Monday, September 27, 2010

Love is Art...

I highly recommend this radio story. It is 20 mins long and if you do listen to it I suggest you do so start to finish uninterrupted.

10.1 MB


The Moth features people telling true, engaging, funny, touching and eye-opening stories from their lives. Hailed as "New York's hottest and hippest literary ticket" by the Wall Street Journal, The Moth has been producing sold-out storytelling shows for over ten years. Stories are told without notes to a live audience by a wide range of people. The best have been captured here. For more information about our programs, live events, and CD's for sale, go to The podcast is updated on Mondays.

Sunday, September 12, 2010

I Am The Penguin...

The RF team was discussing Jonathan Franzen's new book, Freedom (none of us have read it yet - just read the reviews). Here is an excerpt from the NY Times book review that caught our attention:

"The Berglunds really are headed for disaster, though not because there’s something wrong with them. They are, after all, “fully the thing that was just starting to happen to the rest of the street” — and much of America, too. They resemble any number of well-meaning couples for whom “the home” has become a citadel of aspirational self-regard and family life a sequence of ennobling rites, each act of over parenting wreathed in civic import — the “issues” involving cloth versus disposable diapers, or the political rectitude of the Boy Scouts, or the imperative to recycle batteries — and the long siege of the day heroically capped by “Goodnight Moon” and a self- congratulatory glass of zinfandel."

One RF contributor was, earlier in the day, switching between watching Tennis and watching that Penguin movie that was playing on another channel and he suggested comparing the depiction of parenting above with the parenting of the Emperor Penguin. The male Emperor Penguin will sit on the nest keeping the babies warm for 4 months while the female walks 70 miles to the shoreline to gorge herself on fish, fatten up, waddle back and then regurgitate in order to feed her brood. It's a cold and thankless task living in Antarctica (as is living in the Berglund house?) but the Penguin has adapted to its environment in order to perpetrate the species. It involves a lot of self sacrifice and no Freedom.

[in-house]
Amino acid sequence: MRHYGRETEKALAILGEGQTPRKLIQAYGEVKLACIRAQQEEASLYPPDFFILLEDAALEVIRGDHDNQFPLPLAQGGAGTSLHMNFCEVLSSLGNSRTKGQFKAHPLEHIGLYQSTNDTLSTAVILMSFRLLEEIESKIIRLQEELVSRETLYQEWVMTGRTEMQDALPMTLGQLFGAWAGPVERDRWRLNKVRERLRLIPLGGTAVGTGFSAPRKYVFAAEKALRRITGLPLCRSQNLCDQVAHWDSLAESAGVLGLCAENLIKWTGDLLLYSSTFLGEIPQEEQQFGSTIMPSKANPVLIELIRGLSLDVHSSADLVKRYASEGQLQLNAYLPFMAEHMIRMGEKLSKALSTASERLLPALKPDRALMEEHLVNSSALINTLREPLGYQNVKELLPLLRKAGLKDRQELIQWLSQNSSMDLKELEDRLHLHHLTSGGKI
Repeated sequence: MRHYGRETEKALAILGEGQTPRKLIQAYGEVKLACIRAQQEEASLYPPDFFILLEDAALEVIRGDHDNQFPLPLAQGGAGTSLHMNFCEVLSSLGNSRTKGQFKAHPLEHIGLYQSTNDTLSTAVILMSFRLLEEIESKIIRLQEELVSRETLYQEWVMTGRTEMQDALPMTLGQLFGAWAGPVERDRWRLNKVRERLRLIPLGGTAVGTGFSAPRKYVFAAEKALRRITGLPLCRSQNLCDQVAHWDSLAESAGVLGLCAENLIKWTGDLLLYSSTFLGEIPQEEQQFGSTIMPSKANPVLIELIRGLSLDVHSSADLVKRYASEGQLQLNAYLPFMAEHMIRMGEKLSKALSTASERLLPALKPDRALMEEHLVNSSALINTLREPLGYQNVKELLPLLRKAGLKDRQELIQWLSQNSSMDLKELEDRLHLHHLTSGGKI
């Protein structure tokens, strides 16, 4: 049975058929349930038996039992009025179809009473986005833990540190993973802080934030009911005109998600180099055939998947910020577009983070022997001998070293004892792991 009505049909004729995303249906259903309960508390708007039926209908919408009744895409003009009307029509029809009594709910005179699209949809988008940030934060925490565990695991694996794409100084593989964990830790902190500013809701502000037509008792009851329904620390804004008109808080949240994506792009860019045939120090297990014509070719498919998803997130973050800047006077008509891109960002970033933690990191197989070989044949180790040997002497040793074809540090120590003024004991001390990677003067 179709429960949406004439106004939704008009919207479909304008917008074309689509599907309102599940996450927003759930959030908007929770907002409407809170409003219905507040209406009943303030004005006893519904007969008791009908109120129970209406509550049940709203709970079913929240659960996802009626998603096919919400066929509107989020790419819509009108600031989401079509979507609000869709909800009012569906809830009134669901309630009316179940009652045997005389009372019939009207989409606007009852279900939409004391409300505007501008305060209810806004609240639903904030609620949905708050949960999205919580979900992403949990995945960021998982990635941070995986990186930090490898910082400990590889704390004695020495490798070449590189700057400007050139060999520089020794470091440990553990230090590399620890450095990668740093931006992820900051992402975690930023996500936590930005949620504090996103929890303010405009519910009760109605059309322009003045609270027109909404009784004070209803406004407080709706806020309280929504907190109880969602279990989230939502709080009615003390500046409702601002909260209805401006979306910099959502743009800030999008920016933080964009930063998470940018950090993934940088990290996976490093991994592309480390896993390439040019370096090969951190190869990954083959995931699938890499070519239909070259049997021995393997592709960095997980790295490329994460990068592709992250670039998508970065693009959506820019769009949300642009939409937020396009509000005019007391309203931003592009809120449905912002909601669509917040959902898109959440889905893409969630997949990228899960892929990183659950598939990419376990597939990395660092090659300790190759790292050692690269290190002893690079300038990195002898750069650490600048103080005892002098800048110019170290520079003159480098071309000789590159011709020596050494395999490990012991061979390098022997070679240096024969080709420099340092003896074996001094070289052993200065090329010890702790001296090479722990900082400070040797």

Maybe the modern middle class parenting style that has become part of the zeitgeist (over protective, over scheduled etc) is in fact adaptive - a rational response to a world where expectations have risen almost as much as anxiety and therefore more like the Penguin than not. But maybe it is something else.

Or maybe the book is not about that at all. The reviews have been fast and furious - time to get the book and see what it really is about.

And here's a memoir by author Darin Strauss (author of "Cheng and Eng" among others) describing a part of his past that he had kept out of view until now and that caught our attention:

From the NY Times Book review:

"At 18, Strauss was behind the wheel of his Oldsmobile with some high school friends in tow, on their way to play miniature golf near his suburban Long Island home. It was a month before the end of his senior year in high school — a time of optimism, as Strauss writes: “Your future rarely feels so present as it does in this June of your prime.” He was set to go to Tufts in the fall. The day was clear, visibility excellent. He drove the legal speed limit. He wasn’t drunk or high. He saw a group of girls riding bicycles on the side of the road, and in the next moment, inexplicably, one swerved across two lanes and in front of his car. Her name was Celine Zilke, and she was 16 years old, a junior at his high school.

“So few of our days contain actions that are irrevocable. Our lives are designed not to allow for anything irrevocable,” Strauss writes. But on that spring day, the irrevocable slammed into the worlds of the 18-year-old boy and the 16-year-old girl. Life changed in a flash so fast that he would never be able to summon the moment fully. She was dead, and he had killed her.

The accident slowly carved Strauss from the inside out, remaking whoever he might have become had he taken a different route on that spring day, or sped up at a yellow light, or been in a different lane.

It was their accident. A girl died, and the boy who killed her also died that day. In his place grew a man who became a writer who returns to that moment again and again, attempting to reshape the irrevocable, searching for truth and meaning, if not solace, in the spot where the wound will never heal. "

Friday, September 3, 2010

More and More I Miss You Less and Less...

From a Fresh Air interview of musician John Doe (of John Doe and the Sadies) by Terry Gross. One of the many reasons I like Terry Gross is because she never fails to leave you with an interesting observation of her own no matter who she is interviewing. In this case it was her appreciation of paradoxical country music song lyrics such as "More and more I miss you less and less..."

Here is a favorite country song of hers, "There Stands The Glass" performed by Ted Hawkins about which John Doe observed that the title is almost (paradoxically) regal as in "Doth There Standeth Ye Glass".

Very neat song:


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